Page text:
Ontario patient says Canadian doctors deemed her cancer inoperable, so she'll pay $100K Cdn for surgery

Kylee Carnegie-Middlebrook says that despite being told by Canadian doctors her appendix cancer is inoperable, the 30-year-old plans to undergo surgery at Allegheny Health Network in Pittsburgh, Penn., and pay the $100,000 Cdn cost herself.

U.S. doctor says he's seen a number of Canadian patients in need of surgery for appendix cancer

Woman sits on a couch.
Kylee Carnegie-Middlebrook, 30, says it was extremely difficult to hear that there was nothing more doctors in Canada could do for her. The Harrow, Ont., resident was diagnosed with cancer shortly after getting married four years ago. (Jennifer La Grassa/CBC)

For the last four years, Kylee Carnegie-Middlebrook has done everything she can to get rid of the cancer that's continued to grow inside of her. 

But in February, she said, doctors told her the disease had spread beyond control and advised her to begin palliative treatments.

"It was like total devastation," Carnegie-Middlebrook, 30, and a resident of Harrow, Ont., told CBC News.

"I felt like I had spent so much time telling myself that I never wanted to get to that point, and I heard the words and my whole world just fell apart."

Carnegie-Middlebrook was diagnosed with appendix cancer in 2018 shortly after getting married. She said Canadian doctors who treat this type of cancer have denied her the surgery she feels she needs to save her life.

It's my life. I know I'm just a patient to them, but 'no' was the answer.- Kylee Carnegie-Middlebrook on not being approved for cancer surgery in Canada

Carnegie-Middlebrook had already undergone cytoreductive surgery (CRS) with heated intraperitoneal chemotherapy (HIPEC) once before at Toronto's Mount Sinai Hospital, two years after her diagnosis of this rare form of cancer. The procedure involves removing cancerous tumours from the abdominal cavity, which is then bathed in hot chemotherapy to kill any microscopic cancer cells. Her appendix was removed and the cancer had spread inside her abdomen.

Carnegie-Middlebrook said Canadian doctors have told her that her cancer is now inoperable, so they won't perform the CRS with HIPEC surgery again. But next month, Carnegie-Middlebrook plans to undergo the surgery at Allegheny Health Network in Pittsburgh, Penn., at a cost of $100,000 Cdn.

"It's scary, honestly," Carnegie-Middlebrook said about travelling outside Canada for care. 

"It's tough thinking you'll go into an enormous amount of debt to save your life." 

CBC News has also heard from one other person dealing with cancer at the time who had been denied the CRS with HIPEC surgery in Canada, but was able to get it in the United States. Two and a half years after this surgery, the person said they have "no evidence of progressive disease."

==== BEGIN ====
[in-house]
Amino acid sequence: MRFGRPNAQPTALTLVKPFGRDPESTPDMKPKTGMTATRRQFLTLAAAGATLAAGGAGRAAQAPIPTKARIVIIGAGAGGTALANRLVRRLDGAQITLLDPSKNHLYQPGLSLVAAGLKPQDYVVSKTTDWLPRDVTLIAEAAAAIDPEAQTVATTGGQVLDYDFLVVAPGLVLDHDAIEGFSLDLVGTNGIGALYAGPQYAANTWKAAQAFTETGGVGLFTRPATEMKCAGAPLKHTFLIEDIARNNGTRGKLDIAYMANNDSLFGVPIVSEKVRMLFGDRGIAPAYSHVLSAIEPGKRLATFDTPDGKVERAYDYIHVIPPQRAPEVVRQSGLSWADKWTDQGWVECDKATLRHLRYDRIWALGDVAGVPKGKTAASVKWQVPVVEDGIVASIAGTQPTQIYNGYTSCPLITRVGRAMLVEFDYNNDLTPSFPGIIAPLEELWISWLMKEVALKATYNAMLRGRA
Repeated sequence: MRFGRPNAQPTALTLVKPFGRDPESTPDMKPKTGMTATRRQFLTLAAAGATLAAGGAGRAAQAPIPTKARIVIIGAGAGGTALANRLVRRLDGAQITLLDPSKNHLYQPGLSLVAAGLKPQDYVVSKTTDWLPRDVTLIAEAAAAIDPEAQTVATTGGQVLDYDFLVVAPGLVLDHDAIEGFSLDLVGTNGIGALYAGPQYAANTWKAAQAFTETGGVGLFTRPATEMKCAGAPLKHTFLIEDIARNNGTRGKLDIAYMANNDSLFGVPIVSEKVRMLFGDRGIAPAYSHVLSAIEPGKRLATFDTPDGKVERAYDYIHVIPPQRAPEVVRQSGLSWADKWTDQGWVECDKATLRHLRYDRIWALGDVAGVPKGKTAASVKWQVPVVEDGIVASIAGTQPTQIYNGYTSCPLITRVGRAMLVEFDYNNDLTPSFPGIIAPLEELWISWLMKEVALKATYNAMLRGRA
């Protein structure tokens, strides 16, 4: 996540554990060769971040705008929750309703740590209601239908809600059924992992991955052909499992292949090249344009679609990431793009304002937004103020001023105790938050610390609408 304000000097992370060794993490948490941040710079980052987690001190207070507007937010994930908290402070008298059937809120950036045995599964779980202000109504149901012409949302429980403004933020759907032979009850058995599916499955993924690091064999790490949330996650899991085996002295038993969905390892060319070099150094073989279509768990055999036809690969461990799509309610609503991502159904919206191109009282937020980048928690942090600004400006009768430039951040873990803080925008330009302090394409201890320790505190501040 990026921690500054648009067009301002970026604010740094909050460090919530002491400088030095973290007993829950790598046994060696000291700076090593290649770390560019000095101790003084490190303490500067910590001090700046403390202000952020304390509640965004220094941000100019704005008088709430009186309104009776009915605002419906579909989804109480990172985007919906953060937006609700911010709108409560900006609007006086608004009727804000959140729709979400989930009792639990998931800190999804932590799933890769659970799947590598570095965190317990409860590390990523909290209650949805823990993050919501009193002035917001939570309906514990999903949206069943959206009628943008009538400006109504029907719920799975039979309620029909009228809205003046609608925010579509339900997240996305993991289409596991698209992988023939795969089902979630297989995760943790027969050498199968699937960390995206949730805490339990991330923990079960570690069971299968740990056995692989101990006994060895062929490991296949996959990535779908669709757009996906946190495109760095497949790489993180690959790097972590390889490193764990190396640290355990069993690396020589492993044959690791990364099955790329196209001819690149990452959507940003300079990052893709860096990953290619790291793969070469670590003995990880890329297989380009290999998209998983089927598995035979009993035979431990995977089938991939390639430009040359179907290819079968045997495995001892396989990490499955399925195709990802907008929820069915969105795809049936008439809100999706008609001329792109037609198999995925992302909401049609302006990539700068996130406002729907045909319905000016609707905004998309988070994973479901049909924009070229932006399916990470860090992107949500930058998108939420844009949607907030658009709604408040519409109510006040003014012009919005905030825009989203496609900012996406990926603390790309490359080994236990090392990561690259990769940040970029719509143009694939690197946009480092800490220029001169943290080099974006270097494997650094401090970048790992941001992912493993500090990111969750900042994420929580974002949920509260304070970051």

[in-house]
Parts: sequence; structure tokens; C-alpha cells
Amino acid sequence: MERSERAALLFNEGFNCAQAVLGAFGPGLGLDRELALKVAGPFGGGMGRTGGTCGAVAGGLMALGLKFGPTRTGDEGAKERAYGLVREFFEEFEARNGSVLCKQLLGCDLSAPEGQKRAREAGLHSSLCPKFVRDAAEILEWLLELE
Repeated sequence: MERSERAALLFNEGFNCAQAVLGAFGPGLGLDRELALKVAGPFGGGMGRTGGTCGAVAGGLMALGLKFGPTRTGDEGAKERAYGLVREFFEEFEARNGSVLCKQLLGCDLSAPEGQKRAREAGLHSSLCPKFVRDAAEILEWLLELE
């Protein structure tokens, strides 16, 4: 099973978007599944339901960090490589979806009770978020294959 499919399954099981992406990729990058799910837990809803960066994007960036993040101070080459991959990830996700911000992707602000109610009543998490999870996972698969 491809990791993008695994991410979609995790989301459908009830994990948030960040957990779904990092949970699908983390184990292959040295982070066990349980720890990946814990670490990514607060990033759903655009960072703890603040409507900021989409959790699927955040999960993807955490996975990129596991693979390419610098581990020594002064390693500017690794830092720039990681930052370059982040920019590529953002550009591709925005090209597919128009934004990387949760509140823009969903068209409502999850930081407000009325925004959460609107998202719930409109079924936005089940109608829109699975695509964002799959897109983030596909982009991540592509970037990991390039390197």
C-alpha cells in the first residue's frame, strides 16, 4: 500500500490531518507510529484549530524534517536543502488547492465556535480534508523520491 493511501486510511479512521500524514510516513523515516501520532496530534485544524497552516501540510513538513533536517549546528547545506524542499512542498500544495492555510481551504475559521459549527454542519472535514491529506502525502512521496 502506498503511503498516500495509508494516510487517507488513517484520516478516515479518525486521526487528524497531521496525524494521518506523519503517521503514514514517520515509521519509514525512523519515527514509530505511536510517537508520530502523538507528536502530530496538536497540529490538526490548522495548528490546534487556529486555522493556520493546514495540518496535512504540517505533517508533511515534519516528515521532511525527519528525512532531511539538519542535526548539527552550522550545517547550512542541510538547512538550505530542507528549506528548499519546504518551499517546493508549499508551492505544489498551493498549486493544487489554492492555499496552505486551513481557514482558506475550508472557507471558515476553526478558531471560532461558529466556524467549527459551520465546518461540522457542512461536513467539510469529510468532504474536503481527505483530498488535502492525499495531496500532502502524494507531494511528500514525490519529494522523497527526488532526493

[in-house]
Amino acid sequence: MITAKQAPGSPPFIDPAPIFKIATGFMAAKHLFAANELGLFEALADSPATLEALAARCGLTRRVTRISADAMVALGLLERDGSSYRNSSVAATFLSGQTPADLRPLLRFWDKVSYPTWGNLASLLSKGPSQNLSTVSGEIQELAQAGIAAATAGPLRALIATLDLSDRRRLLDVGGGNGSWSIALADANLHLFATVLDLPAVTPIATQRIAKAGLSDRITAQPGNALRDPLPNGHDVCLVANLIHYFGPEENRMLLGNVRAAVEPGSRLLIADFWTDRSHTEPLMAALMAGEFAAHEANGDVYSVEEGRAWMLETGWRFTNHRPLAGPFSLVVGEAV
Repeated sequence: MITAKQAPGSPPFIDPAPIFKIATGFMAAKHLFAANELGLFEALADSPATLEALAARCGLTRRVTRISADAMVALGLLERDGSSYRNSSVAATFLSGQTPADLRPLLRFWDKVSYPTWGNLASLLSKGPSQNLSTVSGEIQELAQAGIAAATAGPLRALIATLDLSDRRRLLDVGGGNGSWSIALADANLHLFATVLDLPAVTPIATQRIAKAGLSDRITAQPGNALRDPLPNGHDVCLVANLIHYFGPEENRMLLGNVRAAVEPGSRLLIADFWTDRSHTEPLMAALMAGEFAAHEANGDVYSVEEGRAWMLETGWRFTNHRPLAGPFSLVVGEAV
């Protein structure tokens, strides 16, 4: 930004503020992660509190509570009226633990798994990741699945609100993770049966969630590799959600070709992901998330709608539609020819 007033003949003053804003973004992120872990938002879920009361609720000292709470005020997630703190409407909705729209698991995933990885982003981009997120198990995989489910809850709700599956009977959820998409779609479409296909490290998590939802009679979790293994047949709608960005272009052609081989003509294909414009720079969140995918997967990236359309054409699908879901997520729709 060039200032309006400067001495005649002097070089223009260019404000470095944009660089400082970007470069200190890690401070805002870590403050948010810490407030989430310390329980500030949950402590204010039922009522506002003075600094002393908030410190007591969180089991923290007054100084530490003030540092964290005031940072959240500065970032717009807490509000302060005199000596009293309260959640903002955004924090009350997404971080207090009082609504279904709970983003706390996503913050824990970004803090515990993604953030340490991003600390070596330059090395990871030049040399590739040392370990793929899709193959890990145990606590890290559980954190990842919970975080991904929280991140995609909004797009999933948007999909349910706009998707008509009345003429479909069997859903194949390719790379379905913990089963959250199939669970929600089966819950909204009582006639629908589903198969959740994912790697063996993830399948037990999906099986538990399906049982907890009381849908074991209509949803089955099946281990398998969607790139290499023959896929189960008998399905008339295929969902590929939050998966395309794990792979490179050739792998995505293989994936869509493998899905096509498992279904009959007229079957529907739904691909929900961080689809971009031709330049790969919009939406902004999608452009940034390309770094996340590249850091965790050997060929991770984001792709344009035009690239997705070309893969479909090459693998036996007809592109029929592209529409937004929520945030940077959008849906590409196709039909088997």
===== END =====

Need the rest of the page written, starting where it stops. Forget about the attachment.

• WATCH | Carnegie-Middlebrook describes being told her cancer is inoperable:

Essex County resident describes being told there was nothing more doctors could do

8 months ago
Duration 1:37
Kylee Carnegie-Middlebrook was first diagnosed with cancer in 2018. This year, doctors said the cancer spread too much for her to be eligible for another surgery. Instead, she was told to do maintenance chemotherapy.

U.S. doctor has had a 'number' of Canadian patients

Carnegie-Middlebrook describes CRS with HIPEC as a "controlled car crash," and said people in the appendix cancer community have coined it the "mother of all surgeries." 

The appendix is a small pouch of tissue in the abdomen, and is part of the intestines and colon, which absorb nutrients and remove waste from the body.

Dr. David Bartlett, who specializes in the CRS with HIPEC surgery in the U.S., is set to operate on Carnegie-Middlebrook in November.

Bartlett told CBC News the surgery involves physically removing all tumours, which can total hundreds to thousands. 

If a tumour is difficult to remove from any organ involved, Bartlett said, the organ would be removed as well if it isn't necessary. 

Man in white coat and tie.
Dr. David Bartlett is the chair of the Allegheny Health Network Cancer Institute. He says he has 25 years of experience performing CRS with HIPEC surgeries. (Jennifer La Grassa/CBC)

Once the procedure is complete, the patient's insides are bathed "in a hot chemotherapy bath ... in order to kill cancer cells that we can't see," said Bartlett, chair of the Allegheny Health Network (AHN) Cancer Institute. 

Depending on how much the cancer has spread, the operation can take anywhere from three to 20 hours. 

"We have seen a number of patients from Canada and it's always the same reasoning, which is just that they have not been offered the operation in Canada," said Bartlett. 

He added that sometimes, patients also don't want to wait for a scheduled surgery in Canada and find they can get an earlier date in the U.S. 

'I just wanted them to try' 

After her cancer diagnosis in 2018, Carnegie-Middlebrook underwent surgery and chemotherapy. She was considered cancer free until 2020. Since then, the cancer has returned twice.